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Arizona Superintendent Race Pits Newcomer, Educator Against Established Lawmaker
Arizona is one of 13 states that still elects a Superintendent of Public Instruction, according to the non-partisan resource Ballotpedia.
The job is largely administrative. The superintendent oversees Arizona’s Department of Education, which distributes billions of dollars in state and federal funding to schools each year, and helps roll out policy created by lawmakers and adopted by the State Board of Education, on which the Superintendent fills one of 11 seats.
Though the superintendent can’t create laws, they can influence public opinion and policy.
In most states, 37, the governor or state Board of Education appoints the superintendents.
“Many states require that the superintendent have a teaching certificate and there are some states which also require a doctoral degree,” said David Luchs, a writer for Ballotpedia.
In Arizona, the Constitution says the officeholder must be 25 or older, a U.S. citizen of a decade or more and a state resident of at least five years.
Incumbent Superintendent Diane Douglas lost her re-election bid to Frank Riggs in the five-way Republican primary.
Riggs is a former U.S. Congressman from California. He believes growing the economy can bring more money to K-12 education.
“Critical though is for the business community step up and to have more skin in the game,” Riggs said in an Oct. 2 debate hosted by KJZZ.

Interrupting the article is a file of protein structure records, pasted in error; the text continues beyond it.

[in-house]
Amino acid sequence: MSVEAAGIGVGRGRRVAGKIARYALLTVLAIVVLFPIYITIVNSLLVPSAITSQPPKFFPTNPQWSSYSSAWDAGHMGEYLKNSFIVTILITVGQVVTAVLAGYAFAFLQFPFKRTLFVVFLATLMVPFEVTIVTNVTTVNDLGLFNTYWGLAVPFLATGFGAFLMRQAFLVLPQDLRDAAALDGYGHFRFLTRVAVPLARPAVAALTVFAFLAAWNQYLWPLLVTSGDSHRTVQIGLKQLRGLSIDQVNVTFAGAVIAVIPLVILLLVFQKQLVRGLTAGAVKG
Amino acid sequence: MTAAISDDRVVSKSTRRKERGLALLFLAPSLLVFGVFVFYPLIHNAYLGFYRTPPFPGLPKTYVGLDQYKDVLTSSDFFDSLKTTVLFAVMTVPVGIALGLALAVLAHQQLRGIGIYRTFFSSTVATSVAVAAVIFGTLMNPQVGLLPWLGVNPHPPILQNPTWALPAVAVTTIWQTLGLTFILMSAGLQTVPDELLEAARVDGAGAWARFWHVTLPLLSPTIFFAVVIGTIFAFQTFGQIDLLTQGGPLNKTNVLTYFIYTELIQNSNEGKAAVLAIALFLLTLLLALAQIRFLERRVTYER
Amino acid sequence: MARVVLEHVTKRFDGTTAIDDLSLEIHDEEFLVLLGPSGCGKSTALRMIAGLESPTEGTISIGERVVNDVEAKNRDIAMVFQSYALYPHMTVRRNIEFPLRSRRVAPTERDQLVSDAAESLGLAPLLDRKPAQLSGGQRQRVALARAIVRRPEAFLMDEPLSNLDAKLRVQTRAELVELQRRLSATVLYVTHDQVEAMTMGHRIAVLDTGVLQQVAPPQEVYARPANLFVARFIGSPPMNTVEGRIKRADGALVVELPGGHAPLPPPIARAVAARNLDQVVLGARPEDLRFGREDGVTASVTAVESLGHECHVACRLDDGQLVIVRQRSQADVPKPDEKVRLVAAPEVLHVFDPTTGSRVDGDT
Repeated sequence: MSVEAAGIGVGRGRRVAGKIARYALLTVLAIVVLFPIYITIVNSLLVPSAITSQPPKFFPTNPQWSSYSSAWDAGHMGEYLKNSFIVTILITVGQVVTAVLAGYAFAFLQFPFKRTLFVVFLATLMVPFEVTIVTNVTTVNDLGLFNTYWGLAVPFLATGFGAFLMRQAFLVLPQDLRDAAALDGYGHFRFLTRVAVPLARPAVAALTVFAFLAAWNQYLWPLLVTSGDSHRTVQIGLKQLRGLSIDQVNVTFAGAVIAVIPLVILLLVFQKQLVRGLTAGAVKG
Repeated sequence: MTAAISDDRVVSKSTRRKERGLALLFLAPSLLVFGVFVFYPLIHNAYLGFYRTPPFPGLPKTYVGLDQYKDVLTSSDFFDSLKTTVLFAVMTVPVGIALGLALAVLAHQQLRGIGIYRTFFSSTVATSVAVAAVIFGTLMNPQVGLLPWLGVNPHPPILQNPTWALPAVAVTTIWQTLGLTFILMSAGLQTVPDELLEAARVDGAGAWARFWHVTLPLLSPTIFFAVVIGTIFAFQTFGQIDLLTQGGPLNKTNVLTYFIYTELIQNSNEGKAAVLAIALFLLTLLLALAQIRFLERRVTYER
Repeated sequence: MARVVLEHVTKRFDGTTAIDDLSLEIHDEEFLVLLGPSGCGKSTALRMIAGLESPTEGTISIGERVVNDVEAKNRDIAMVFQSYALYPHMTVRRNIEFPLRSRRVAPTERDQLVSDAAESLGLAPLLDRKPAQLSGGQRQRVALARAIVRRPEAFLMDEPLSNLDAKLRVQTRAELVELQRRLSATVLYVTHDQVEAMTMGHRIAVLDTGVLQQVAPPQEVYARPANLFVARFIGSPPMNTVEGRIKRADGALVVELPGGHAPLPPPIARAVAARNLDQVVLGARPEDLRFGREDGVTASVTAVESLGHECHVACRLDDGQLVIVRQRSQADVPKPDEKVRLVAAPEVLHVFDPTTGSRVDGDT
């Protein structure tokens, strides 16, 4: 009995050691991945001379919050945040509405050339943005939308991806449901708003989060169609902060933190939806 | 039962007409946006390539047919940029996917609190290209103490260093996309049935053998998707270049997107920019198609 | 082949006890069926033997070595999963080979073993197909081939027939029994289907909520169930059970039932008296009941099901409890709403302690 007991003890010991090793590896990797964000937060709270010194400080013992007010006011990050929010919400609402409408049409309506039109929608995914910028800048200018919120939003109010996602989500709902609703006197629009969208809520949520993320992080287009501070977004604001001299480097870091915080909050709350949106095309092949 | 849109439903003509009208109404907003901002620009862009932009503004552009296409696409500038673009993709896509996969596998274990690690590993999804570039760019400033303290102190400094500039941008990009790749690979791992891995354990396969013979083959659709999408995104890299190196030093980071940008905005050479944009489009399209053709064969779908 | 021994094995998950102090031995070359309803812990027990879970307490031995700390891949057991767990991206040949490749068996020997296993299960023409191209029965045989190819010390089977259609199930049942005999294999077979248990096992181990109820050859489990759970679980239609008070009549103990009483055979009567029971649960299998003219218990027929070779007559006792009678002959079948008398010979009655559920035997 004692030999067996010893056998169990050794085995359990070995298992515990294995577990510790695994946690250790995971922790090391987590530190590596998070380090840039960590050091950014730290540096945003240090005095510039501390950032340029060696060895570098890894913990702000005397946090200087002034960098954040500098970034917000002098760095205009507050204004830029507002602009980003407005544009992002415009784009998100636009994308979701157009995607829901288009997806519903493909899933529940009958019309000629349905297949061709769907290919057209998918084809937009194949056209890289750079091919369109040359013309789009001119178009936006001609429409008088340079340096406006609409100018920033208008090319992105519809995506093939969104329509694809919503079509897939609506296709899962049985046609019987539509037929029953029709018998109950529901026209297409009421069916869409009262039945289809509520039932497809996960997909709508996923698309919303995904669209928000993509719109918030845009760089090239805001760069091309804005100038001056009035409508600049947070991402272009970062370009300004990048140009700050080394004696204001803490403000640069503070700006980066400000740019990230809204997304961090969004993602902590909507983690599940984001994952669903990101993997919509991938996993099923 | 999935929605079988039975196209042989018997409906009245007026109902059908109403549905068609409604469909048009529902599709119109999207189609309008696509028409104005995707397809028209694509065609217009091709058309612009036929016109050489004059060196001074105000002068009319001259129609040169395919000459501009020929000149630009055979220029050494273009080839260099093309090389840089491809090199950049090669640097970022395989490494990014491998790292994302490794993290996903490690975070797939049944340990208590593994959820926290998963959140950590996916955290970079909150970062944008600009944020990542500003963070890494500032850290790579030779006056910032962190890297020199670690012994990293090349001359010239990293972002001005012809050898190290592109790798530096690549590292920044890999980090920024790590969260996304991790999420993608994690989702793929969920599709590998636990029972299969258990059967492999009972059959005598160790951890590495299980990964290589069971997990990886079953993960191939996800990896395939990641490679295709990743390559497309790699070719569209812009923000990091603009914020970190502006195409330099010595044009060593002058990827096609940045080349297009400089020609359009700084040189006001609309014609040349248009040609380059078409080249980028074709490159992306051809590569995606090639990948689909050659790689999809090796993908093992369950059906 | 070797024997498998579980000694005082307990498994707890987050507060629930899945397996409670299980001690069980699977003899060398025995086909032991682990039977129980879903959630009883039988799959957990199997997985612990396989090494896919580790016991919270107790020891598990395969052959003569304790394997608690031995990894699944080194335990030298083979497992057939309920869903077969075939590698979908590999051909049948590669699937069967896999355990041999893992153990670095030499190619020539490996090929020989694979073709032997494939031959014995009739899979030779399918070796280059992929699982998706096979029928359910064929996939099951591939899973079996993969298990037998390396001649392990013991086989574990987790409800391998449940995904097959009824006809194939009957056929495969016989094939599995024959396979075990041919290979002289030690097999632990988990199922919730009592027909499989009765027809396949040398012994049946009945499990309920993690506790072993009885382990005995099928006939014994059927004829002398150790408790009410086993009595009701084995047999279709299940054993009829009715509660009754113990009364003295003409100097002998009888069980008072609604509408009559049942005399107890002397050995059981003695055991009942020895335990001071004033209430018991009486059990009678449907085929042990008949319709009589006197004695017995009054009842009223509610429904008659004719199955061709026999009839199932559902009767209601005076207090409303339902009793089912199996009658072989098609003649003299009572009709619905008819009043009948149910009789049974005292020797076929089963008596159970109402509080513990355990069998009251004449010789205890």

Riggs said his inspiration for getting involved in education came when he worked as a police officer with juvenile offenders.
“Especially to work with the most disadvantaged and vulnerable segments of the student population,” Riggs said.
Riggs was recently sighted at the Oct. 22 State Board of Education meeting and says recent substitute teaching has has given him more respect for the profession.
The Arizona Republic reported Riggs was also a charter school development executive whose company made millions providing loans to charter schools.
In his comments at the debate he was supportive of Gov. Doug Ducey’s tenure as governor and looked forward to working with him and across the aisle.
“Even though we run for this office as partisans — I will have a ready ear and an open door at all times,” Riggs said.
The Democratic candidate is Kathy Hoffman, a former Arizona teacher and speech therapist who stresses her experience in the classroom.
“What teachers know is that it’s one thing to write the policy and it’s another thing to live it,” Hoffman said at the Oct. 2 debate.
She won the Democratic primary over former Tempe City Councilman and state legislator David Schapira.
Betsy DeVos’s confirmation as the United States Secretary of Education spurred Hoffman to run for office, she said.
Hoffman supported the idea of increasing Arizona’s income tax to fund education through the Invest In Ed initiative.
“Now that it’s off the ballot, I look forward to meeting with our legislators, meeting with our governor, having a conversation [and] bringing in more business leaders,” Hoffman said.
Hoffman says rectifying thousands of Arizona teacher vacancies is a high priority.
“The issue is not a shortage of teachers with their certificates,” Hoffman said. “The issue is we have not made teaching an attractive place to work and we’re not doing everything we can to lessen their workload.”
A recent survey from the Arizona School Personnel Administrative Association found the state’s teacher shortage is in its fourth year.
Whoever is elected will have at least four years to try and put their plans into action.